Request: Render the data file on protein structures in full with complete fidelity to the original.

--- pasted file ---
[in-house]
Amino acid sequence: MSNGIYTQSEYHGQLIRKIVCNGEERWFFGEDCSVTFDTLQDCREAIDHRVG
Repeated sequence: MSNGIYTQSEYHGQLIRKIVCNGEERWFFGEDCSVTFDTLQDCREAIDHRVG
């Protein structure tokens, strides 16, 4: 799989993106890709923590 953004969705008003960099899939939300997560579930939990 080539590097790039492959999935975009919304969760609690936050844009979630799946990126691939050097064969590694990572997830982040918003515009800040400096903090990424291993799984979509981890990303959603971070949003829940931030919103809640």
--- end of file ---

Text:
[in-house]
Amino acid sequence: MSNGIYTQSEYHGQLIRKIVCNGEERWFFGEDCSVTFDTLQDCREAIDHRVG
Repeated sequence: MSNGIYTQSEYHGQLIRKIVCNGEERWFFGEDCSVTFDTLQDCREAIDHRVG
């Protein structure tokens, strides 16, 4: 799989993106890709923590 953004969705008003960099899939939300997560579930939990 080539590097790039492959999935975009919304969760609690936050844009979630799946990126691939050097064969590694990572997830982040918003515009800040400096903090990424291993799984979509981890990303959603971070949003829940931030919103809640």